July 07, 2008

Firefox 3's Step Backwards For Self-Signed Certificates

Greetings. If you've switched over to Firefox 3 as your Web browser already -- and in general it's a fine upgrade -- you may at some point discover that rather than encourage (or at least not overly discourage) the use of self-signed security certificates, Firefox 3 makes it less likely that anyone other than an expert user will ever accept a self-signed certificate. This is particularly of concern to me since I've urged an expansion of self-signed certs deployment as a stopgap measure toward pervasive encryption.

Compared with Firefox 2, version 3 throws up so many barriers and scary-sounding warnings to click through to accept such certs, that it would be completely understandable if most persons immediately aborted.

What's going on is that Firefox is now putting so much emphasis on identity confirmation that it's making it even harder for people to use the basic encryption functionality of the browser, which works just fine with self-signed certificates (which admittedly are not good carriers for identity credentials).

But in many situations, we're not concerned about identity in particular, we just want to get the basic https: crypto stream up and running.

I am fully aware of the associated identity considerations, and I know that basic signed certificates that will work in Firefox and some other browsers (but last I heard not in Internet Explorer at this time) can be obtained for free. If browser acceptance of free signed certs broadens out (and especially if wildcard certificates also become freely available) the need for self-signed certificates could significantly diminish.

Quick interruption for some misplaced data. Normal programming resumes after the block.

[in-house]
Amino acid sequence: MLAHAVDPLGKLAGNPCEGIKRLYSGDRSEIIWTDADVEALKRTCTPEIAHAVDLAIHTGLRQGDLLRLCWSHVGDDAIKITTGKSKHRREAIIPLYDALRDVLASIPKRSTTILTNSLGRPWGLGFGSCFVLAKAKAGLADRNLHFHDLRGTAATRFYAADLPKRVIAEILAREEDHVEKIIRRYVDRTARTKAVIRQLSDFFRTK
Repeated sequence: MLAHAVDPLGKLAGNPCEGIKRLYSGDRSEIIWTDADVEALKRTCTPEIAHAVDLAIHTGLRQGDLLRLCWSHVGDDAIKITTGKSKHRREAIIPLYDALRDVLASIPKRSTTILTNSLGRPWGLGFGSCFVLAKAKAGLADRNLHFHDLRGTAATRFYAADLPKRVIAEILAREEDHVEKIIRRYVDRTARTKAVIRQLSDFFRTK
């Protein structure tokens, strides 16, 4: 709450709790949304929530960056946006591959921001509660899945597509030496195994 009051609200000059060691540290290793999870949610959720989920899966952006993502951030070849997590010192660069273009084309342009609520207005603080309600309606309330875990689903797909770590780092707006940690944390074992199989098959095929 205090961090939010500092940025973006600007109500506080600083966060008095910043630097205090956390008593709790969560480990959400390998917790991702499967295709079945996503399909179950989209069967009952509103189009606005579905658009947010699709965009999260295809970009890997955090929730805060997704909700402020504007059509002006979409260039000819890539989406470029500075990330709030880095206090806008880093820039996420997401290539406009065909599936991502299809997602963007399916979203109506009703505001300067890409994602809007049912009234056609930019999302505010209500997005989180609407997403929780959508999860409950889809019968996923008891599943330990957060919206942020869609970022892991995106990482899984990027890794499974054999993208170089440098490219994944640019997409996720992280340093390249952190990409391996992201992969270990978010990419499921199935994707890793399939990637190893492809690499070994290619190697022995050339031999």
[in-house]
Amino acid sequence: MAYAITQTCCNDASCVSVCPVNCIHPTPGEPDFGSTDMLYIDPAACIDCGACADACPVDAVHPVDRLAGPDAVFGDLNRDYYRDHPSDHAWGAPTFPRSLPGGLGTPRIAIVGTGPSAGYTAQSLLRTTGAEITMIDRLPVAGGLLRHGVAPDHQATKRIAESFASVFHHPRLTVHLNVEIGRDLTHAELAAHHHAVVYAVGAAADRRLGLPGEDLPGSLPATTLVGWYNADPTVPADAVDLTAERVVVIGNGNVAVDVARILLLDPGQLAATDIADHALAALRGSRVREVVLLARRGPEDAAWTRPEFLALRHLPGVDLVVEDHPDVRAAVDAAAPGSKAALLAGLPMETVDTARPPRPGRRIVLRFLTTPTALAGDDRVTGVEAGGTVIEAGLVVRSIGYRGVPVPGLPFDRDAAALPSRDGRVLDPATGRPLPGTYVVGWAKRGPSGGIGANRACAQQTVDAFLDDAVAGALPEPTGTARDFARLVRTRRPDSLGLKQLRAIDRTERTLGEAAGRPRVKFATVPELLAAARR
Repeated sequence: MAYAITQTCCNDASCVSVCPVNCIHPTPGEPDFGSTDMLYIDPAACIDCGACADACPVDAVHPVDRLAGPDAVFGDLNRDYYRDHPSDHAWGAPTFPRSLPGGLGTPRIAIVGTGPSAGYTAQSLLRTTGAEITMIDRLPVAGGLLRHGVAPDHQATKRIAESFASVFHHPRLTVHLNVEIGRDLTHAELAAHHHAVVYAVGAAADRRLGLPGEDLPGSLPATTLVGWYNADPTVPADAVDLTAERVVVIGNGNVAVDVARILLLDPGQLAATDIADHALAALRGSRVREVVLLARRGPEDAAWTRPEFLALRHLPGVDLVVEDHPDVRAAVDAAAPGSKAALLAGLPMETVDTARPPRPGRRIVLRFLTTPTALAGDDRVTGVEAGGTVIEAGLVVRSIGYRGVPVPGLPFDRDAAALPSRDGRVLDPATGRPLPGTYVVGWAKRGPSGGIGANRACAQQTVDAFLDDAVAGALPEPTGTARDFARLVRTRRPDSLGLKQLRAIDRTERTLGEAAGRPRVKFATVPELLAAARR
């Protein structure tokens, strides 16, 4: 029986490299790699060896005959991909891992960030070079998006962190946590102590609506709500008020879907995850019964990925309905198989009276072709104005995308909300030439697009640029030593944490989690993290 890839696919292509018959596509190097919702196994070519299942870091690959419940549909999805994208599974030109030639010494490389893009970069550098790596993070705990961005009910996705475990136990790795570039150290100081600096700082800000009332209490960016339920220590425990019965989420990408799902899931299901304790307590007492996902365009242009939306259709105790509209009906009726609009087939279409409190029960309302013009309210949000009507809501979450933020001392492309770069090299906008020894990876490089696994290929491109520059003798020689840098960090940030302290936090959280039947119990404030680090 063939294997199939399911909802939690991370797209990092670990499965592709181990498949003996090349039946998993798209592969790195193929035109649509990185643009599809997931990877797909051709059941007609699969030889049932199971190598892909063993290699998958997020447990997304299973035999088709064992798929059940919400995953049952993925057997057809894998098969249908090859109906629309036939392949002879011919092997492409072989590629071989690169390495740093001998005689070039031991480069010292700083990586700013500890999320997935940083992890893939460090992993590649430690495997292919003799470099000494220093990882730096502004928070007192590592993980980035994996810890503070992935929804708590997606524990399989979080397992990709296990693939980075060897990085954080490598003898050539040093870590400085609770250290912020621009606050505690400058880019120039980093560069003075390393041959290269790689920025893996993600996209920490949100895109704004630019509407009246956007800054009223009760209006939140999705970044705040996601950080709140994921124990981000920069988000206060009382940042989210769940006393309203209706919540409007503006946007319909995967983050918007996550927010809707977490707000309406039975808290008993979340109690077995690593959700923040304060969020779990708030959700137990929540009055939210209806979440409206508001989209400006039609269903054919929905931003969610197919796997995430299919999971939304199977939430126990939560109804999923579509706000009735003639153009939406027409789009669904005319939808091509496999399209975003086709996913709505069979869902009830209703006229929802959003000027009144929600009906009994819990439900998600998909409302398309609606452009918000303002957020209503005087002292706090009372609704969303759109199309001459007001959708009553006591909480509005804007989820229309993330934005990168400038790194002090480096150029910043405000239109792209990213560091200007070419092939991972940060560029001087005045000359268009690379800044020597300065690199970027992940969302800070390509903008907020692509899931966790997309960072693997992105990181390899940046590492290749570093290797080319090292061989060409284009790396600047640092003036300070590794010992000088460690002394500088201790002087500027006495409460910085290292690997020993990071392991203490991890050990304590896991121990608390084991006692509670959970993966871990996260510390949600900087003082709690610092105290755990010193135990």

But for now, Firefox 3 is going overboard with its complicated and alarming warnings, which if nothing else could include improved explanatory text, so that users would be able to better judge whether or not they should accept any particular self-signed certificate. The current wording is unreasonably judgmental given the range of perfectly legitimate situations where self-signed certificates might be used.

I'm not saying to give self-signed certs the same invisible, automatic acceptance as signed certificates, but Firefox 3 has simply gone too far toward making self-signed certs unusable -- from a practical standpoint -- in many situations where they otherwise would be completely adequate and suitable.


Posted by Lauren at July 7, 2008 10:22 PM | Permalink
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